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Cunard Line's Queen Victoria Arrives into Belfast Harbour for Dry-Dock Operations

28th April 2022
Cunard's Queen Victoria arriving to Harland & Wolff shipyard is the only ever Cunard ship to dry-dock in Belfast. Cunard's Queen Victoria arriving to Harland & Wolff shipyard is the only ever Cunard ship to dry-dock in Belfast. Credit: Harland&Wolffplc-facebook

The 294m Queen Victoria cruise ship is in Belfast Harbour for dry-docking and is another luxurious vessel turning heads this week.

Putting the sheer scale into context, Queen Victoria as Belfast Telegraph writes, is around 25m longer than the Titanic or the equivalent of 20 buses back to back.

Operated by the Cunard Line, the cruise ship arrived from Tyneside on Tuesday and is capable of carrying more than 2,000 passengers and 980 crew.

Guests can enjoy a spectacular range of entertainment from a full theatre and ballroom to a spa and gym, pool, expanded sun deck and even a winter garden and 6,000 book library.

This time around no tourists are on board as the Queen Victoria is undergoing dry dock operations at Harland & Wolff as Afloat previously reported.

It is now the largest ever cruise ship to have ever dry-docked in a UK shipyard and the only ever Cunard ship to dry-dock in Belfast.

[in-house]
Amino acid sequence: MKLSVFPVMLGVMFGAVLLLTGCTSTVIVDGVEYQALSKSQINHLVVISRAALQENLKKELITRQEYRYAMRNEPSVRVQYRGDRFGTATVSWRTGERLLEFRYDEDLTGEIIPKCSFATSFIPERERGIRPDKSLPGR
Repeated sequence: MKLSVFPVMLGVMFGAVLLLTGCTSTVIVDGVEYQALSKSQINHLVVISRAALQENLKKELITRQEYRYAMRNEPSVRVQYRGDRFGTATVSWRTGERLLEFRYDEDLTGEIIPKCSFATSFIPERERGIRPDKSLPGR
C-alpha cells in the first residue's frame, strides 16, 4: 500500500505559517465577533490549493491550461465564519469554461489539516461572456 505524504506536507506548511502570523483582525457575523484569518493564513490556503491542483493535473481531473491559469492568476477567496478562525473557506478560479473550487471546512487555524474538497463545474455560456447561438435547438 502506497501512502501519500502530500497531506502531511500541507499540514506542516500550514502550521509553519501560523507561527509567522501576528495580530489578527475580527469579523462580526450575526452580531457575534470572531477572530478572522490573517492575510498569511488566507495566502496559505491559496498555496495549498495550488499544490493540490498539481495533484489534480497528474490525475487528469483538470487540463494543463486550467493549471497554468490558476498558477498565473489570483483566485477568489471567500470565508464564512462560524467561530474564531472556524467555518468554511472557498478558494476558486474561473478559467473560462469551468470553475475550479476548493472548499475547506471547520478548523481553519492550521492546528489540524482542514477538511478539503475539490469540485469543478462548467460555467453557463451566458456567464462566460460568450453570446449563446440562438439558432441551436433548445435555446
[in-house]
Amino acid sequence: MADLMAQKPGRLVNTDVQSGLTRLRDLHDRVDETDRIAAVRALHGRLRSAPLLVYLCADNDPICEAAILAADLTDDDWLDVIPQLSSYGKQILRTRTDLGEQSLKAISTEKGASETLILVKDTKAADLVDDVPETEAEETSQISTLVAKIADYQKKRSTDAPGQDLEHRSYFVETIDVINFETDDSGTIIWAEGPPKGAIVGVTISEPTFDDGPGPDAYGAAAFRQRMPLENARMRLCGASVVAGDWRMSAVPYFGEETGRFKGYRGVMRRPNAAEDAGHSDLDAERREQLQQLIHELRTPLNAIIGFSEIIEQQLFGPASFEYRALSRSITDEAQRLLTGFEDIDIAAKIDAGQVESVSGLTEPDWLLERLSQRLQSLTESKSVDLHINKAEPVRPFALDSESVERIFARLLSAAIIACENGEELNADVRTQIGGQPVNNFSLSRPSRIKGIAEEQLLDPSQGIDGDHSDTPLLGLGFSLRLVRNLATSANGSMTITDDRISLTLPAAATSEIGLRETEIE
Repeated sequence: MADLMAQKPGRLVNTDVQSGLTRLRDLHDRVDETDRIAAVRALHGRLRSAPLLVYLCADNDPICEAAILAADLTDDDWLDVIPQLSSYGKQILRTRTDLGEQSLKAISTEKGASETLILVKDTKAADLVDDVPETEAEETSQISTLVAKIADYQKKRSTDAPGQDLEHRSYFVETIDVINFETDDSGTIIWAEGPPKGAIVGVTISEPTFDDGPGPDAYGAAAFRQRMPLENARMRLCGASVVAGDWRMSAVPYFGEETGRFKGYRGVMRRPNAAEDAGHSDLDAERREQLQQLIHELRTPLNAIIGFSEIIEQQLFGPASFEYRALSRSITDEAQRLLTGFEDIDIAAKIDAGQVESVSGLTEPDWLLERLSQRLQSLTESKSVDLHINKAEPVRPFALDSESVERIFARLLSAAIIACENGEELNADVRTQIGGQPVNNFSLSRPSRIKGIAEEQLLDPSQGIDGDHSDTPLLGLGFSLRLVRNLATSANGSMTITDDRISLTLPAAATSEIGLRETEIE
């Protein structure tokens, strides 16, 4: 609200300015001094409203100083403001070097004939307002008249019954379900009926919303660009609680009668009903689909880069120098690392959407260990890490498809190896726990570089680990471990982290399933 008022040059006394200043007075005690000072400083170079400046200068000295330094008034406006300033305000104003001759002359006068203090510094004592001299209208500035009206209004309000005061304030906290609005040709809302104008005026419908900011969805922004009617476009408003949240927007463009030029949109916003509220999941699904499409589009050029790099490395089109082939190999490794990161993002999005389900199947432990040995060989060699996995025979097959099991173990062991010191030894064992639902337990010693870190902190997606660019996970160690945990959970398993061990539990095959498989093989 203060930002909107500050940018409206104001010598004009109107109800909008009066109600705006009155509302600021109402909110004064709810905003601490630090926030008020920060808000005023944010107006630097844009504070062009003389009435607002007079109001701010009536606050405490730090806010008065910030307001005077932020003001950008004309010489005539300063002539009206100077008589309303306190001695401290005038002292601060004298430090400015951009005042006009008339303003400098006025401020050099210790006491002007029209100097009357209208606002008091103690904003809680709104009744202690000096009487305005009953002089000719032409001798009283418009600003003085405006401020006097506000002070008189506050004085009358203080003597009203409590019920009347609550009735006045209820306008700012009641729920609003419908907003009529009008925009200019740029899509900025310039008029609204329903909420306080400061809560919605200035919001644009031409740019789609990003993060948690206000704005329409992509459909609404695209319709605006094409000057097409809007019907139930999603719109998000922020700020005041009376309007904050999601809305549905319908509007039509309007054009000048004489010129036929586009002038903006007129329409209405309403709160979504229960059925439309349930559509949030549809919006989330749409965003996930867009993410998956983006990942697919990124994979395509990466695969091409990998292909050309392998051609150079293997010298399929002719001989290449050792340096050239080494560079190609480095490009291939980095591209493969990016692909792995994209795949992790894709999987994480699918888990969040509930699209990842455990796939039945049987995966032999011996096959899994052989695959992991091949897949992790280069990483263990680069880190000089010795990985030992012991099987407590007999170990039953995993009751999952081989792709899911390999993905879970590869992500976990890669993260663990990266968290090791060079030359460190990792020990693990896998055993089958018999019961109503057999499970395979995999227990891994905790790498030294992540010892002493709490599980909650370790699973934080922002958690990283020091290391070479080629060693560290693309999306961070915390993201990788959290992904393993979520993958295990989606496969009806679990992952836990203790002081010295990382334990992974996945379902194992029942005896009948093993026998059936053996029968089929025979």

The 270m Aurora from P&O Cruises’ will also arrive in Belfast for dry dock operations.

Published in Shipyards
Jehan Ashmore

About The Author

Jehan Ashmore

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Jehan Ashmore is a marine correspondent, researcher and photographer, specialising in Irish ports, shipping and the ferry sector serving the UK and directly to mainland Europe. Jehan also occasionally writes a column, 'Maritime' Dalkey for the (Dalkey Community Council Newsletter) in addition to contributing to UK marine periodicals. 

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Shipyards

Afloat will be focusing on news and developments of shipyards with newbuilds taking shape on either slipways and building halls.

The common practice of shipbuilding using modular construction, requires several yards make specific block sections that are towed to a single designated yard and joined together to complete the ship before been launched or floated out.

In addition, outfitting quays is where internal work on electrical and passenger facilities is installed (or upgraded if the ship is already in service). This work may involve newbuilds towed to another specialist yard, before the newbuild is completed as a new ship or of the same class, designed from the shipyard 'in-house' or from a naval architect consultancy. Shipyards also carry out repair and maintenance, overhaul, refit, survey, and conversion, for example, the addition or removal of cabins within a superstructure. All this requires ships to enter graving /dry-docks or floating drydocks, to enable access to the entire vessel out of the water.

Asides from shipbuilding, marine engineering projects such as offshore installations take place and others have diversified in the construction of offshore renewable projects, from wind-turbines and related tower structures. When ships are decommissioned and need to be disposed of, some yards have recycling facilities to segregate materials, though other vessels are run ashore, i.e. 'beached' and broken up there on site. The scrapped metal can be sold and made into other items.

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